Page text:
We're just beginning to understand the health benefits of climate action. While it's easy to imagine that floods, heat waves, and disruptions in our food supply from drought might be bad for our health; what if we take climate change impacts out of the picture?
Are there other reasons to invest public dollars in climate action strategies? A new report commissioned by the US Environmental Protection Agency says there are. On August 22nd, the EPA released a study on the impacts that local greenhouse gas (GHG) reduction measures have on air quality, showing that co-benefits of climate action plans can be measured and can be significant.
The EPA hired IFS International, who used GHG reduction measures being considered as part of an update to the City of San Francisco’s ambitious Climate Action Plan to frame their work. They were tasked with proving that co-benefits could be measured, and doing it in a way that provided decision-support to local climate change and air quality planners. Here's what they found:
- San Francisco's climate action plan would reduce 'criteria pollutant' emissions in the Bay Area. Criteria air pollutants - which include carbon monoxide, lead, nitrogen dioxide, ozone, sulfer dioxide, and particulate matter - can injure health, harm the environment and cause property damage.
- San Francisco's climate action plan measures result in significant economic benefits from averted health costs beyond those previously accounted for. The city was already aware of some $57,000,000 in avoided costs from reducing GHGs specifically, but the study found that reductions in particulate matter from the same measures could yield an additional $57,000,000 in avoided health care costs. $42.56 in reduced health costs are saved for every ton of GHG emissions reduced.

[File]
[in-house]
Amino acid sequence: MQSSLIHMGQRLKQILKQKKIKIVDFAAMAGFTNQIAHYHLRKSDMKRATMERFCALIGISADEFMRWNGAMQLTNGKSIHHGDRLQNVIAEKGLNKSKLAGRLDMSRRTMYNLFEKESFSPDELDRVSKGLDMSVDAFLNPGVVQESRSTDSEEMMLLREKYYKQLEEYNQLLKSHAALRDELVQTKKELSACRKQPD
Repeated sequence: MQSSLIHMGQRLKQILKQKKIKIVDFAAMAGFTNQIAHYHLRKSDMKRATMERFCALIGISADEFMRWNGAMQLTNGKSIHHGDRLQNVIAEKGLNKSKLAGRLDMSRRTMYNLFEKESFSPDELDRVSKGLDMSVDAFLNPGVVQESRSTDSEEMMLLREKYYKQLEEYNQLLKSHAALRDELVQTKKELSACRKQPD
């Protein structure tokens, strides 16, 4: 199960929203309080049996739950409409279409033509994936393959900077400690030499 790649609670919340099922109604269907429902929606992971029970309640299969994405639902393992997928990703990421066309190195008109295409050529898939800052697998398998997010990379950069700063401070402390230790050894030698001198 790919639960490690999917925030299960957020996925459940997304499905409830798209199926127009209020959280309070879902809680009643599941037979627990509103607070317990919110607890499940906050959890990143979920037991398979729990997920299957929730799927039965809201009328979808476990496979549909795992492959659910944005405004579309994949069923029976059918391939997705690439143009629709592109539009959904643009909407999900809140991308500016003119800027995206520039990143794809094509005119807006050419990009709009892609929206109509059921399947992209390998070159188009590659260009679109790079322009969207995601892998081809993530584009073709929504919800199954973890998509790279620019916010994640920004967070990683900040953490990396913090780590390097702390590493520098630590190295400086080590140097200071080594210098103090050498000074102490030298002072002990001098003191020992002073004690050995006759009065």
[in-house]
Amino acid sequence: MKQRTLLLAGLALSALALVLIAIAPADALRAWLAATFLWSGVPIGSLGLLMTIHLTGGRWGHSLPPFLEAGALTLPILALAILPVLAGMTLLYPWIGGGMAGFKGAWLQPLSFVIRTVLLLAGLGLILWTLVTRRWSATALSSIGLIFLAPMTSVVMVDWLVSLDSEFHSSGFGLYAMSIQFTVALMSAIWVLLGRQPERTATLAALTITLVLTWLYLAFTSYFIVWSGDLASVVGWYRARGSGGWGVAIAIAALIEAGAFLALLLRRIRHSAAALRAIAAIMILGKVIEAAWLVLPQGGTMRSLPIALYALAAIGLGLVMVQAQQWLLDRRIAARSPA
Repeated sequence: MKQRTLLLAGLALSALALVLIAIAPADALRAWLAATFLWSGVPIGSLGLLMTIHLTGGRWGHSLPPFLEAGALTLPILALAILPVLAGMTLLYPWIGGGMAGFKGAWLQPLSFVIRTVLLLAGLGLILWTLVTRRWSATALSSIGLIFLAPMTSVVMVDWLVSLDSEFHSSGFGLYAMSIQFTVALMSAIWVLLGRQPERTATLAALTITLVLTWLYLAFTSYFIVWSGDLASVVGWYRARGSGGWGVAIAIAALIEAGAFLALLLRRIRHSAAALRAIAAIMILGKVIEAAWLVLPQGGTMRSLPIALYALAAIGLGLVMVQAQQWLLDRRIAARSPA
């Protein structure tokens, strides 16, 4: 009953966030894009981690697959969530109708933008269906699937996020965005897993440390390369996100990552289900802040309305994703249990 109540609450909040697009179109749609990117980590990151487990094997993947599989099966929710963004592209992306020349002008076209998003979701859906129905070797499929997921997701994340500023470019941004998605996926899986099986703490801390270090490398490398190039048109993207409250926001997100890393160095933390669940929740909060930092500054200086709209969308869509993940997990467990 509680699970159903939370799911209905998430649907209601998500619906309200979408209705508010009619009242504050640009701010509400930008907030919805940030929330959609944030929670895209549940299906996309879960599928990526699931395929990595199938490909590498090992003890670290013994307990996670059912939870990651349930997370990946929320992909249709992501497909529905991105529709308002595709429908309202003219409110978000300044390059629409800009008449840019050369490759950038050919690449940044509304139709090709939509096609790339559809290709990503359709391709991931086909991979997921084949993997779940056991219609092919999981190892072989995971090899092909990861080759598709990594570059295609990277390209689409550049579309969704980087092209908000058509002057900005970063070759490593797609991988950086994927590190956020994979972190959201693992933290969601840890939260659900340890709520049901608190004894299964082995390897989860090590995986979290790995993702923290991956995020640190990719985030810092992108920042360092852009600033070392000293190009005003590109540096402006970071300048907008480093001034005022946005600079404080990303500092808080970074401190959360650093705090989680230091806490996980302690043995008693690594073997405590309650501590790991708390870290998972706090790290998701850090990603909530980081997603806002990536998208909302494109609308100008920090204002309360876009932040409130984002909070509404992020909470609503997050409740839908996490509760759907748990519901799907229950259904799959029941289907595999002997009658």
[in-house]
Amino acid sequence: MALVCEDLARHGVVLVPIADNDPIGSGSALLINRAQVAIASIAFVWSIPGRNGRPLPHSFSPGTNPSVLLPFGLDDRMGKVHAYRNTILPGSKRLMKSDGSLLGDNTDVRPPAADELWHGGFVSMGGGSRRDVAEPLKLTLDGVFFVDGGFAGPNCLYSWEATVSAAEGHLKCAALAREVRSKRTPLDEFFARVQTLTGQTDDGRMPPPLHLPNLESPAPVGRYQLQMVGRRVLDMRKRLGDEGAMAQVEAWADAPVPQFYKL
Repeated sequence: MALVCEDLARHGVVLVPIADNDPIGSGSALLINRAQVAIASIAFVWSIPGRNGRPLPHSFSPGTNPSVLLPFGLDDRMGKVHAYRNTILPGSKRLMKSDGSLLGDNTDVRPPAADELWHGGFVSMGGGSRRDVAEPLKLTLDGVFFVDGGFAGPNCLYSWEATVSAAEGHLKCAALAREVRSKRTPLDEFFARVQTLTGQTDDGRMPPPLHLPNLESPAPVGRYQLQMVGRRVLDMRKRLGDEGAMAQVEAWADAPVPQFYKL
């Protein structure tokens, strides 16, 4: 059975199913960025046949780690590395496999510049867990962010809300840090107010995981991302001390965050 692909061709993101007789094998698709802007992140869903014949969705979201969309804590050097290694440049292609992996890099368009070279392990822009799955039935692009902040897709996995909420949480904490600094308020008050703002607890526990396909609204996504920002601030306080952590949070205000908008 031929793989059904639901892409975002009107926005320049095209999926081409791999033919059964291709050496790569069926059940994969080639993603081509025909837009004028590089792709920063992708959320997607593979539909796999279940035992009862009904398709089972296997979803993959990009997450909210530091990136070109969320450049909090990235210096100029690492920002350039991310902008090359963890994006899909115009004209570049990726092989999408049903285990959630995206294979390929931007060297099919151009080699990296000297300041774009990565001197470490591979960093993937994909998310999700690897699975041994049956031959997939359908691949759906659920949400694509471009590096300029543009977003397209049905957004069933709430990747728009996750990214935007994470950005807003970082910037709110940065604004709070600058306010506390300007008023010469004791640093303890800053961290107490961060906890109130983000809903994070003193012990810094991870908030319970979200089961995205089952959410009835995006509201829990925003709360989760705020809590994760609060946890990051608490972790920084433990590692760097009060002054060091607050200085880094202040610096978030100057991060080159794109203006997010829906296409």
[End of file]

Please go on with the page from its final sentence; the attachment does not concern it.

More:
- Not all of the measures in the plan are created equal. According to the study: “San Francisco's Renewable Energy Goal would achieve the highest total monetary benefit—almost $28 million more than the next‐highest measure. Achieve Zero Waste, Energy Efficiency Legislation Support, Community Travel Demand Management, and Land Use Measures would also have sizable benefits ($12 million–$15 million each). The lowest total benefits would result from Ridesharing, Residential Loan Program, Tree Planting, and Energy Efficiency Services (less than $300,000 each).”
While the study affirms that measures to reduce GHG emissions can have multiple economic, social, and environmental benefits for the San Francisco Bay Area, it also lays out a blueprint for local governments around the world to examine the potential co-benefits of their own GHG reduction efforts. For more information, check out the EPA's report “Evaluation of the Air Quality Co-benefits of Local Greenhouse Gas Reduction Measures: a Case Study of San Francisco” which made its public debut at a SPUR lecture in San Francisco August 22nd.